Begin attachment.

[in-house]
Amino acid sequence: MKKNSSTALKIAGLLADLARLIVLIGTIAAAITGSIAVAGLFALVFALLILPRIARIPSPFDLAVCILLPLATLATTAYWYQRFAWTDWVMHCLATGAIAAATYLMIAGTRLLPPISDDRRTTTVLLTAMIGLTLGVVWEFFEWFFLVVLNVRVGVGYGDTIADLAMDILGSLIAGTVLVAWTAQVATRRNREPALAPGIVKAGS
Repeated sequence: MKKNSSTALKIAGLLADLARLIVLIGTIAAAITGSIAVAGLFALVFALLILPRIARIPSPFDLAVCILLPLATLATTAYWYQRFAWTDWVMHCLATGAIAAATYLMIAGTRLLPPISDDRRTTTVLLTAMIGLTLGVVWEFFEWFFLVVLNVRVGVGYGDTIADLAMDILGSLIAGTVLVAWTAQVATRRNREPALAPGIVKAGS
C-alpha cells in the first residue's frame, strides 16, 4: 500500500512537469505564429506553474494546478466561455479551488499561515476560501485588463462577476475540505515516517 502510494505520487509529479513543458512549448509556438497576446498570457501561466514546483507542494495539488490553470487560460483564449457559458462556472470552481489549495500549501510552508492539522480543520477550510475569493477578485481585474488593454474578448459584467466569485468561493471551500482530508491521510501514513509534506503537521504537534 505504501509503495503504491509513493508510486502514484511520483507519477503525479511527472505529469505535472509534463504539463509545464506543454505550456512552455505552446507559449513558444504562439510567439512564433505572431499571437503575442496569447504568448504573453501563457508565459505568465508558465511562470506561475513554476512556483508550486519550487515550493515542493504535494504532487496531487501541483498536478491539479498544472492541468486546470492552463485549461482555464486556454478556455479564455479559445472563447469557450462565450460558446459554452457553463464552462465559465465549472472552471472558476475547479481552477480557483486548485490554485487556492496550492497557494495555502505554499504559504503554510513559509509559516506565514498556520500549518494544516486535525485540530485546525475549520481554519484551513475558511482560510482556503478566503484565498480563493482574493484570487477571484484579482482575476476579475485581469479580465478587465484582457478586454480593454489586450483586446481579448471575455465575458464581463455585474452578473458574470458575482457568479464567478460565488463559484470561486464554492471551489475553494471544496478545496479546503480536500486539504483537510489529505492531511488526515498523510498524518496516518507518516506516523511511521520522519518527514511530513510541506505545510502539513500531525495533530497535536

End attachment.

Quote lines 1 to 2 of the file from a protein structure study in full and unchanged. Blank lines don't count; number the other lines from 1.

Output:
[in-house]
Amino acid sequence: MKKNSSTALKIAGLLADLARLIVLIGTIAAAITGSIAVAGLFALVFALLILPRIARIPSPFDLAVCILLPLATLATTAYWYQRFAWTDWVMHCLATGAIAAATYLMIAGTRLLPPISDDRRTTTVLLTAMIGLTLGVVWEFFEWFFLVVLNVRVGVGYGDTIADLAMDILGSLIAGTVLVAWTAQVATRRNREPALAPGIVKAGS